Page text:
Nokia announced its return to the smartphone segment earlier this year, albeit in a new avatar: instead of manufacturing phones directly, it licensed its name exclusively to HMD Global, a Finnish company made up of ex-Nokia staffers. HMD Global would take care of the design of the phones, and the devices themselves would be built by Foxconn.
Under the new partnership, HMD Global rolled out three devices aimed at the budget segment: Nokia 3, Nokia 5, and the Nokia 6. The company also launched its flagship phone, the Nokia 8 late last month. We'll talk a lot about the Nokia 8 in a few weeks, but for now, we're going to take a look at the Nokia 6, Nokia's best showing yet in the budget segment.
HMD Global's decision to focus on the budget segment wasn't without merit. After all, the entry-level Lumia 520 dominated Nokia's sales charts for several years, and the company's focus on emerging markets like China and India allowed it to build a loyal user base in both countries. That's the target audience for the Nokia 6: customers from the Windows Phone days that have been clamoring for a device with Nokia's hallmark design running Android. The Nokia 6 delivers on that promise, but the device isn't without its drawbacks.
Nokia has a storied history when it comes to design, and the Nokia 6 continues that tradition. The aluminum unibody design combined with chamfered edges make this one of the better-looking phones in this segment. The antenna bands are discreet and are tucked away at the top and bottom of the phone. If you're using the black variant, you'll be hard-pressed to notice them.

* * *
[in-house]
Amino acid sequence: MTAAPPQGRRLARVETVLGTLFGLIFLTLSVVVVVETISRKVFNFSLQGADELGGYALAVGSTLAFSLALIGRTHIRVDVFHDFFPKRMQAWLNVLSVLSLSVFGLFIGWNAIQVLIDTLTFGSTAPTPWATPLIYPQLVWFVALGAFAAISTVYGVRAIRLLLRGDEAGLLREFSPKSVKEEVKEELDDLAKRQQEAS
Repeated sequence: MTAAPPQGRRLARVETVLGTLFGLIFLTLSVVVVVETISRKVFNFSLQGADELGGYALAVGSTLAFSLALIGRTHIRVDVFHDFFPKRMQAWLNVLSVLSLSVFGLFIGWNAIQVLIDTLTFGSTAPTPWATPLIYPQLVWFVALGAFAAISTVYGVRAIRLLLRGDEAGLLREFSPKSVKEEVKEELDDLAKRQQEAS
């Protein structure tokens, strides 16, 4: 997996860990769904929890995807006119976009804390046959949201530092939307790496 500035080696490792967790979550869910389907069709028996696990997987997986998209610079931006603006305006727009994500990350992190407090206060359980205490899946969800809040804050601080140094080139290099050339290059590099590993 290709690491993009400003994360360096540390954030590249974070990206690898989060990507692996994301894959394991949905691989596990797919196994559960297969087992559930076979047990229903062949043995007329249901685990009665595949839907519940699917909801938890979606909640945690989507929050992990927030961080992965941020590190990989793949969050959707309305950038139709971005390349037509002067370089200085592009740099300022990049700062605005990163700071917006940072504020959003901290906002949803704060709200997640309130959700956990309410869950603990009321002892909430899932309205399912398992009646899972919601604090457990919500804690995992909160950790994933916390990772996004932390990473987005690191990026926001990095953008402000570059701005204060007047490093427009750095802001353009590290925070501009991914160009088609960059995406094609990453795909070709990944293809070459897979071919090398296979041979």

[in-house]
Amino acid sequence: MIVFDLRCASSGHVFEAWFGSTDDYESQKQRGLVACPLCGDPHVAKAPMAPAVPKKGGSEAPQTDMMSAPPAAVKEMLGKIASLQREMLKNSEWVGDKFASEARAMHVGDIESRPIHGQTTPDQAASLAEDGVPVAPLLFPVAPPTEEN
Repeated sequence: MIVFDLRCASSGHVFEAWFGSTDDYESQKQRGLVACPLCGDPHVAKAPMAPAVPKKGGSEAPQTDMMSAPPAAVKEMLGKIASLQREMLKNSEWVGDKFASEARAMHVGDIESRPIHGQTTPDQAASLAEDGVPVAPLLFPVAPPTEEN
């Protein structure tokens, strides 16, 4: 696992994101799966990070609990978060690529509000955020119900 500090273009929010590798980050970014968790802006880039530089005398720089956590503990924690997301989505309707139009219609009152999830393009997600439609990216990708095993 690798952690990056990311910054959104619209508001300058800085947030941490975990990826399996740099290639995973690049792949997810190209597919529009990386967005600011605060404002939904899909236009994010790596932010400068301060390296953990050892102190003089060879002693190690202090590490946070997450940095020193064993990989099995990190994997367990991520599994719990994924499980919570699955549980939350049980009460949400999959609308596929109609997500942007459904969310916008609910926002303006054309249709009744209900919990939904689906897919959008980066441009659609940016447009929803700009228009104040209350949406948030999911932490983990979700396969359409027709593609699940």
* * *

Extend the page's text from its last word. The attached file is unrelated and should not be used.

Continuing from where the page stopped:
It's great to see Nokia going after the same segment it attracted in the Windows Phone market.
The overall design language is classic Nokia, and that build quality is right up there with the best phones in the market. That said, the phone has huge bezels at the top and bottom up front, making it taller and wider than most phones in this segment. The Redmi Note 4, for instance, also has a 5.5-inch screen, but it isn't as tall as the Nokia 6.
The sheer size combined with the flat back makes it uncomfortable to use the Nokia 6 one-handed. The power and volume buttons are located on the right, and they're not as tactile as the ones you'd find on the Redmi Note 4 or the Moto G5. Furthermore, the lack of a textured button for the power key means you'll end up hitting the volume down key when you're trying to switch on the display.
Thankfully, the Nokia 6 has a 3.5mm jack at the top of the device. What's not so great is the Micro-USB port at the bottom, which is starting to show its age. Round the back, the horizontal camera housing is reminiscent of the Lumia days, as is the Nokia logo emblazoned across the middle.
The camera sensor protrudes slightly from the body, making the phone wobble when you're using it while laid flat on a surface. And while the Nokia 6 is made out of metal, it has a matte finish that makes it easy to grip the device, and the coating also does a great job of preventing smudges across the back.
The Nokia 6 is one of the best-looking budget phones available today.